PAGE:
The wise author of the book Specimens of British Writers, Barnett, presents an extraordinary case of sorcery:

“About fifty years ago, there lived, at a village in Somersetshire, an old woman, who was generally reputed to be a witch. Her body was dry, and bent with age; she supported her feeble steps with crutches. Her voice was hollow, of mysterious, though hypocritical solemnity, and from her eye proceeded a glaring and a piercing light, which fixed the beholder in silent dread...

“A young man of the same village, at the age of one or two and twenty, and in the full vigor of health, began to receive all of a sudden the visits of the night-mare, every night as regularly as he went to bed. The sittings were so weighty and so long continued that his health was soon materially affected. In the course of three or four months, from a strong and ruddy youth, he became feeble, pale, and emaciated; and finally exhibited the external symptoms of a person in a deep decline. Neither he, nor his neighbors, to whom he communicated his case, had any doubts respecting the real cause of his sufferings.

“In spite of the fears of superstition, he was a man of great resolution. He was resolved to lie in wait for the hag, awake. He resolved and re-resolved; but unfortunately, was always oppressed by sleep before the critical hour. At length he succeeded. He continued broad awake; when, at the dead of night, he distinctly heard on the stairs, the sound of footsteps softly and cautiously ascending. He was all alive. He put his hands from under the bedclothes in readiness to grasp his prey. She reached the foot of the bed, ascended, and proceeded gently and gradually along either leg. Advanced beyond the knee, she was preparing to fall, with her leaden weight upon his breast. In an instant, he leapt towards her, seized her with both his hands by the hair, and held her with convulsive strength. At the same moment, he vociferated to his mother, who slept in an adjoining room, “Mother, I have caught the hag,—bring me a light.” The mother, in certain faith, flew down the stairs for a candle.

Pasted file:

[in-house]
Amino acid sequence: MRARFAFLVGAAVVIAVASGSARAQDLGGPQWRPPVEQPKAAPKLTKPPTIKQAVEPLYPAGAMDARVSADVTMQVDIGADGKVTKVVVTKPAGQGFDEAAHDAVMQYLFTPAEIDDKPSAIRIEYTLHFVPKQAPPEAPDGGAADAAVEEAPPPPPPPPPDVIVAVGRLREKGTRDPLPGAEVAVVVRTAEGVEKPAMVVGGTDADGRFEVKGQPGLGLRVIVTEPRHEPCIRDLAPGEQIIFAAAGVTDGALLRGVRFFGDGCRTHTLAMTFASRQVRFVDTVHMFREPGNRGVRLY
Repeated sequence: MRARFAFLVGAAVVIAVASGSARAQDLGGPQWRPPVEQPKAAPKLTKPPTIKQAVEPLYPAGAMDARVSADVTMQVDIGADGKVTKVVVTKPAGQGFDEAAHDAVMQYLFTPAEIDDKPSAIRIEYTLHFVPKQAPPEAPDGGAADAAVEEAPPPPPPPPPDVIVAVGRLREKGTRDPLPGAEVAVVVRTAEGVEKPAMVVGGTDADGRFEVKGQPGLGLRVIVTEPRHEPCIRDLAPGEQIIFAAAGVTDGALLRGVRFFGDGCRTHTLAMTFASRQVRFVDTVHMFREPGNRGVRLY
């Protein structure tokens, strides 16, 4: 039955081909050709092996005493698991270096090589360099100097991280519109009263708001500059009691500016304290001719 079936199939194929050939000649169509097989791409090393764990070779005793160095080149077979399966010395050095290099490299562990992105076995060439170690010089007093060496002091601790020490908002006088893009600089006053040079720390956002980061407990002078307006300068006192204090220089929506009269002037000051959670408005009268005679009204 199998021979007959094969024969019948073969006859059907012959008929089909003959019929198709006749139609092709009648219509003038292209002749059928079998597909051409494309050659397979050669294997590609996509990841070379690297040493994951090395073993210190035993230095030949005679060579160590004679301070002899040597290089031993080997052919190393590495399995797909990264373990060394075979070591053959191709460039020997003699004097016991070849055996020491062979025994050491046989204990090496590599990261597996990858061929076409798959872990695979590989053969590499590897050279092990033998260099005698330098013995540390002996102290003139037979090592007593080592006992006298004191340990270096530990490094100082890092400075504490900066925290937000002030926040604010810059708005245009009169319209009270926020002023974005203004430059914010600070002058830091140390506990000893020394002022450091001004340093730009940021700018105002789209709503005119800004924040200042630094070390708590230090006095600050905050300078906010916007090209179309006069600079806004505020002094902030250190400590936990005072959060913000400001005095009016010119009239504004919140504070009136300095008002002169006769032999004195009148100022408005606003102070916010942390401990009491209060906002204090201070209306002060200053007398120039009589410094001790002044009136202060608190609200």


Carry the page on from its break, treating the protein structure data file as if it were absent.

“Meanwhile, the contest continued with furious violence between the son and the hag, who dragged him out of bed; and the struggle was then continued on the floor, with unabated rage. The candle was now kindled; but on the very first glimmer of its rays on the stair-case, the hag, with a supernatural force, tore herself from his grasp, and vanished like lightning from his eager eyes. He was found by his mother standing on the floor of the chamber, almost breathless with the efforts he had used, and with both of his hands full of hair.